TABLE OF CONTENTS

PRINT Summer 2003

film

the making of American Splendor

Last January a movie based on my comic book series, American Splendor, won the Grand Jury Prize at Sundance. Man, that’s hard for me to believe. Don’t get me wrong, I thought the movie was excellent, but I’m not used to winning anything. My comics sell so lousy. People are always coming up to me and saying how much they like them. I want to reply, “Yeah, but did you ever buy one?” What I did for a living—I’m retired now—was to be a flunky file clerk for the federal government, mostly for the Cleveland VA Hospital, for thirty-seven years. I mean, it was steady work with pretty good fringe benefits, but not the kind of gig that’d make you feel you were one of the chosen ones or anything like that.

So what happened was this: In 1999, a friend in New York told me that he’d done some work for a film company called Good Machine and that one of the producers there, Ted Hope, dug my comics and wanted to base a movie on them. My wife called him up, and bang, they had a tentative deal. I signed an option with Good Machine, but I wasn’t that excited about it, because ever since about 1980 people have been contacting me about doing movies based on my comics (the first was Jonathan Demme, before he made a name), but nobody could raise the money to do it. But guess what? Good Machine got this bright husband-and-wife team, Bob Pulcini and Shari Berman, to write a script, and on the strength of it HBO made a deal with Good Machine to finance the film. Man, I was flabbergasted!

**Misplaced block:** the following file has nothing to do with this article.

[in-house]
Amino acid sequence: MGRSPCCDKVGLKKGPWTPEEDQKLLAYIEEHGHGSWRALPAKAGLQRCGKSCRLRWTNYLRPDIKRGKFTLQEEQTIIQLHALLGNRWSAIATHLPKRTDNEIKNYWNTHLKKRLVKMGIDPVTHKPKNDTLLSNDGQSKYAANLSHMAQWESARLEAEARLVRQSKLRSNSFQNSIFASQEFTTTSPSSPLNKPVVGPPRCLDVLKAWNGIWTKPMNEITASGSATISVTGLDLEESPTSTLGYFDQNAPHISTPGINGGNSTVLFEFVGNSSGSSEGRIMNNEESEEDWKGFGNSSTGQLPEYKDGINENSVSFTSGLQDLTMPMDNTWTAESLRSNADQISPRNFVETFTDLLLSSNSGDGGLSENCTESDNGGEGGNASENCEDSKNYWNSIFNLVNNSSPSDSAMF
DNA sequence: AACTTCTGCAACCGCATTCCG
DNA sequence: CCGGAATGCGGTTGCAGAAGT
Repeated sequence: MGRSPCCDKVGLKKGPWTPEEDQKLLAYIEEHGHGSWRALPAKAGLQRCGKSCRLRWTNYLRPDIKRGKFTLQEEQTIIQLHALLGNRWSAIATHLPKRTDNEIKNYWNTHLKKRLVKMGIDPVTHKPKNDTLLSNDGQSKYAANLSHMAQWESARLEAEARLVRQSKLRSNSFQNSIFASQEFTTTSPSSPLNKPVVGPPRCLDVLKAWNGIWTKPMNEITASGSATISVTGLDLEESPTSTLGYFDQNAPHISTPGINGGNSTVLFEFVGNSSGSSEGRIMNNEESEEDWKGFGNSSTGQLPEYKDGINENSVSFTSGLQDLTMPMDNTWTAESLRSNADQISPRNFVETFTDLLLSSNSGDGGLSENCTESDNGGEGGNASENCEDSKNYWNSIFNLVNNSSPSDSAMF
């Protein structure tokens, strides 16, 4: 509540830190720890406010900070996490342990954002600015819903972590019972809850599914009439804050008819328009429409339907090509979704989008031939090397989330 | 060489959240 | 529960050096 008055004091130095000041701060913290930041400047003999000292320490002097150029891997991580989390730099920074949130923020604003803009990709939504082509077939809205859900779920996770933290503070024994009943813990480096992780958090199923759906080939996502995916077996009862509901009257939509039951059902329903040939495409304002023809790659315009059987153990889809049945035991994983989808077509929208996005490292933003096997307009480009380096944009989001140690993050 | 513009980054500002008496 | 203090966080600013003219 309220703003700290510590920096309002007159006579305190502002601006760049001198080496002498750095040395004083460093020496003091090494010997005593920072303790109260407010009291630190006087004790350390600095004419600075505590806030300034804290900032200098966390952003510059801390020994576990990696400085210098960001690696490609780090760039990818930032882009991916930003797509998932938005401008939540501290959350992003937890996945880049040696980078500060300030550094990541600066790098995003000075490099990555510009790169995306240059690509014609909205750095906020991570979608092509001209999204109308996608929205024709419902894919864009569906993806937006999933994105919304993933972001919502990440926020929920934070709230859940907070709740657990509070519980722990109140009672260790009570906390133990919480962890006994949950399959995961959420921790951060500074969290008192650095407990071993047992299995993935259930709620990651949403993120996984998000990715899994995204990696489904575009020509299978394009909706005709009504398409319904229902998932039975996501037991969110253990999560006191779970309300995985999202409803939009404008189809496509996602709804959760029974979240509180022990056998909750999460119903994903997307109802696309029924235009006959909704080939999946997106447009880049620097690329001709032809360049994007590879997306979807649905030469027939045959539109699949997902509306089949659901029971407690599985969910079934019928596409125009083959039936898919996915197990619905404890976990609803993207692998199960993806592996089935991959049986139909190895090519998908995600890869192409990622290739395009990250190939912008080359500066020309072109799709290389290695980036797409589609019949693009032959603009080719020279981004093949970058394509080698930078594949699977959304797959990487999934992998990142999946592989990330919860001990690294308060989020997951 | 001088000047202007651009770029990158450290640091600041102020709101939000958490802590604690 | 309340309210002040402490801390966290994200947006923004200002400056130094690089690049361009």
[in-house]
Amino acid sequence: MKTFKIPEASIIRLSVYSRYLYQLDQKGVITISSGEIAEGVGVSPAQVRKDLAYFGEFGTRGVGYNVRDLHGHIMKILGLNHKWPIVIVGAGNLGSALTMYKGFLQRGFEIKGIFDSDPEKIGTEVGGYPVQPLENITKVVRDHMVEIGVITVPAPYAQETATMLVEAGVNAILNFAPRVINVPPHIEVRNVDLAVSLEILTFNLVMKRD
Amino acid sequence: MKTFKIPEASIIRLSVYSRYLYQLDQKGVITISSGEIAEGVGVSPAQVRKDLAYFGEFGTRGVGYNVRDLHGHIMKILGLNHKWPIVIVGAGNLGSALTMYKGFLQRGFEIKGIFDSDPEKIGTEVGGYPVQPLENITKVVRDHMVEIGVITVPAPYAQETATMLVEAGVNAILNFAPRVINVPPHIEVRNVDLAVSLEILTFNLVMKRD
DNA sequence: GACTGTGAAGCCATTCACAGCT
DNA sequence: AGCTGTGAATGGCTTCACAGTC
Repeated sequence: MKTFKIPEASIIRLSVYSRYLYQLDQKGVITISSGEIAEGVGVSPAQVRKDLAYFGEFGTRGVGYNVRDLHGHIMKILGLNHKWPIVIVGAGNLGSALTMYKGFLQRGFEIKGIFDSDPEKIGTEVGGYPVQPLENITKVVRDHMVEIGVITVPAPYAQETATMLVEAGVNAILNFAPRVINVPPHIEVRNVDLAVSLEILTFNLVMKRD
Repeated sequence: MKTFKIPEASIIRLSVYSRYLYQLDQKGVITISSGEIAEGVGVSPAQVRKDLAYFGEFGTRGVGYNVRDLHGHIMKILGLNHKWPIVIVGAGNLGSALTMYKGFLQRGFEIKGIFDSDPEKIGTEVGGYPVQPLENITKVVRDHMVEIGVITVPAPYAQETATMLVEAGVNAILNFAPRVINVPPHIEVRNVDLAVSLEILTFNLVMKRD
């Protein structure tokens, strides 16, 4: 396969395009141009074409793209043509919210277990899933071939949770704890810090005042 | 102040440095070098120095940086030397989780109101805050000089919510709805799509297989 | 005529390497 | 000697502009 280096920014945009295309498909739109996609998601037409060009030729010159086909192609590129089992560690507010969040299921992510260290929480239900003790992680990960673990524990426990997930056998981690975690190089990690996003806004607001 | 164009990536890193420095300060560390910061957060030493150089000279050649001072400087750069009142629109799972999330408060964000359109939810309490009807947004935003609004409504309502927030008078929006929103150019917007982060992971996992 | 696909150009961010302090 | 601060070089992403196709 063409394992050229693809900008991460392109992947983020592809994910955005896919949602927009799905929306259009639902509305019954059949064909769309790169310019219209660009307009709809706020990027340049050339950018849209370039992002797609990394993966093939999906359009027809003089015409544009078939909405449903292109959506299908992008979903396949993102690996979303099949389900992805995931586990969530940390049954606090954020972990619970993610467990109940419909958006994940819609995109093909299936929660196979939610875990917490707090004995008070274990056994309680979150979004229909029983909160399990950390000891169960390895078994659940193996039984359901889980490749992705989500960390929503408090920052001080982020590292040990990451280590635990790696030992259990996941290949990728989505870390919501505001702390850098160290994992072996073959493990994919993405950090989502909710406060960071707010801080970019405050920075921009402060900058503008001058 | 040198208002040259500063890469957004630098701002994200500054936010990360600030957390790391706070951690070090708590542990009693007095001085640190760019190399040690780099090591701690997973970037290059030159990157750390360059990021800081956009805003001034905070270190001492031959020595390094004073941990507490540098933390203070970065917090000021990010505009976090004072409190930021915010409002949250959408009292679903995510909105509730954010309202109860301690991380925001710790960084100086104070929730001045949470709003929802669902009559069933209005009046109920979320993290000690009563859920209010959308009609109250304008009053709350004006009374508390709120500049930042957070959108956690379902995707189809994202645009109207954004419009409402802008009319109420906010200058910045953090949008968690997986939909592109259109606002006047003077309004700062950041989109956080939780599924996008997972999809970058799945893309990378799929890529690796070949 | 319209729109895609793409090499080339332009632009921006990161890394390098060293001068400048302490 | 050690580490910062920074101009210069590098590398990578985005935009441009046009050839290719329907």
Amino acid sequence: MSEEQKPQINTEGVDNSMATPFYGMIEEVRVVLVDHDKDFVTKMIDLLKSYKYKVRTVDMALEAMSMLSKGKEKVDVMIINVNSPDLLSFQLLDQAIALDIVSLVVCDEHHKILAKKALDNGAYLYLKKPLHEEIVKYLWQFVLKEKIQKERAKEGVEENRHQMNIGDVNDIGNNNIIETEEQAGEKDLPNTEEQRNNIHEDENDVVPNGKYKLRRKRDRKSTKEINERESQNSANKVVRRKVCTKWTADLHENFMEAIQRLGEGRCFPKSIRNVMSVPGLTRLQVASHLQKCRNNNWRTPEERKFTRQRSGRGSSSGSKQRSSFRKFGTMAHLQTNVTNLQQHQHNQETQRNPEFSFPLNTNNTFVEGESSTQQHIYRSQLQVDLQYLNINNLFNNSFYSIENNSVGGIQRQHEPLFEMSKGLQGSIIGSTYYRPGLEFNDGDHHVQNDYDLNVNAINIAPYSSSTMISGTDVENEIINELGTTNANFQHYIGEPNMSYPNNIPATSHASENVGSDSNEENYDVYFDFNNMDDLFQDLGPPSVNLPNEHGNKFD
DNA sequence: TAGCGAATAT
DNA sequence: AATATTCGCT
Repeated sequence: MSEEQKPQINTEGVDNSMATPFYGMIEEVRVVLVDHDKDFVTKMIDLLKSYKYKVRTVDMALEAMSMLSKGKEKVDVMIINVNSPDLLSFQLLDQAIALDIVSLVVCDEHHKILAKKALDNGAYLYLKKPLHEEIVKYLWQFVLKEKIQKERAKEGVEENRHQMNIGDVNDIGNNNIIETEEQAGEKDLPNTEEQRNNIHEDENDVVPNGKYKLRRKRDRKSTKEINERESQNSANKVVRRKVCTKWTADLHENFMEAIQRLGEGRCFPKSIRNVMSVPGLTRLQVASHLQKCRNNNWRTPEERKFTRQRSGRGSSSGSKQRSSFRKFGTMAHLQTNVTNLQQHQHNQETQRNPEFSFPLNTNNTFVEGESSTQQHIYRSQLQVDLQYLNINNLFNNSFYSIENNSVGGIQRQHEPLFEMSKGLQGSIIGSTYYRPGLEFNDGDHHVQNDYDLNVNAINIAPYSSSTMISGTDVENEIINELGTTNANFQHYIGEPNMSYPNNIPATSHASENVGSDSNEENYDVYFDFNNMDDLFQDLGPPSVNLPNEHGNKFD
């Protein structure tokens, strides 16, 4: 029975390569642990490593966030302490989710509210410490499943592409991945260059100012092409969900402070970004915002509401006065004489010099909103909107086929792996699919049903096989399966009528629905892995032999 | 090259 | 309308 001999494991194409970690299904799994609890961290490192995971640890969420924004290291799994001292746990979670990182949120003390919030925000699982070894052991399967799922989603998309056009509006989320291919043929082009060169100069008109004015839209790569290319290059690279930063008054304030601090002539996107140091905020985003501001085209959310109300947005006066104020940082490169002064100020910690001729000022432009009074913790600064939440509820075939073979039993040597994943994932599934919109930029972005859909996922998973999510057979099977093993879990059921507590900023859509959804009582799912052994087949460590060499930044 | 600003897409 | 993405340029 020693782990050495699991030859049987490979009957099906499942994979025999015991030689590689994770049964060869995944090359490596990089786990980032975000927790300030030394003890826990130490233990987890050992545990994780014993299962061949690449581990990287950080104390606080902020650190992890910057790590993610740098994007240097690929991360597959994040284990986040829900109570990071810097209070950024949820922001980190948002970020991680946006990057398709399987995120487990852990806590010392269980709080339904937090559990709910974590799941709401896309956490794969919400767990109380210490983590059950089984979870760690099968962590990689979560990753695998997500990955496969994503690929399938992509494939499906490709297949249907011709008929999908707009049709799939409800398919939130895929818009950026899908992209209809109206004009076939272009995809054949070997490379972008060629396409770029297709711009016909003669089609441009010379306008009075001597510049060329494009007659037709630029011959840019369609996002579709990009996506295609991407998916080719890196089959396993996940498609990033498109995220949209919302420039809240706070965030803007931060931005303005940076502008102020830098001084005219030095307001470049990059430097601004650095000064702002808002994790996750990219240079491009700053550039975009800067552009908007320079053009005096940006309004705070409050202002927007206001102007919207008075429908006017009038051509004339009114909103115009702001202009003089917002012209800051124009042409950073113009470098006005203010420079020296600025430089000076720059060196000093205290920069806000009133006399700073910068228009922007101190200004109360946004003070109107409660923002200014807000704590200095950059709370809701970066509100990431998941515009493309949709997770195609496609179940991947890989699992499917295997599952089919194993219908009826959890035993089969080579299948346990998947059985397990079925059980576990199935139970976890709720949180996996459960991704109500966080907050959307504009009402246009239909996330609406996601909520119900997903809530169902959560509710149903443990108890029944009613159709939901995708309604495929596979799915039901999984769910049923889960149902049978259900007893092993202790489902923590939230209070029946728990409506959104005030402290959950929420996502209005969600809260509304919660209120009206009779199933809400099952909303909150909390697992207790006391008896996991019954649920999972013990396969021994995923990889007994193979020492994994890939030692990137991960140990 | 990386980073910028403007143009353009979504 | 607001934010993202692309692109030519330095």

They shot the movie in Cleveland in the fall of 2001, just after I retired. I went down to the set a bunch of times, because the film crew was so nice to hang out with and because I got a bunch of free meals. I had no idea what the flick was going to be like, though. After they finished shooting, I came apart at the seams. I was hospitalized for major depression, and while I was in the hospital, in January 2002, they found out that I’d had a recurrence of lymphoma, which I’d been treated for in 1990–91. So there I was with major depression and cancer. Well, I was in and out of the hospital a bunch of times in 2002. In the summer of that year HBO flew me to New York for an advance screening of American Splendor. I liked the movie, but I was too close to it—and too badly screwed up—to completely grasp it.

Other people must have liked it too, because it got accepted for Sundance. HBO flew me and my wife and kid out to the festival for the premiere. Al Gore was on the same plane out to Salt Lake City. We stayed in a real nice condo at Sundance and went to see American Splendor. The audience loved it. That was surprising, to have hundreds of people cheering me. Al Gore came to the movie, though I’m not sure that was the main reason he’d come to Utah. We saw the picture a couple more times, and it got the same enthusiastic response. At that point companies were competing to distribute it theatrically. I asked Bob Pulcini if he thought we’d win a prize, and he answered something like, “Who knows, but we’ve already won.”

Oh, and by the way, if anyone wants book or record reviews or comics from me, I work cheap and fast. E-mail me at hpekar@aol.com. I don’t always write in slang.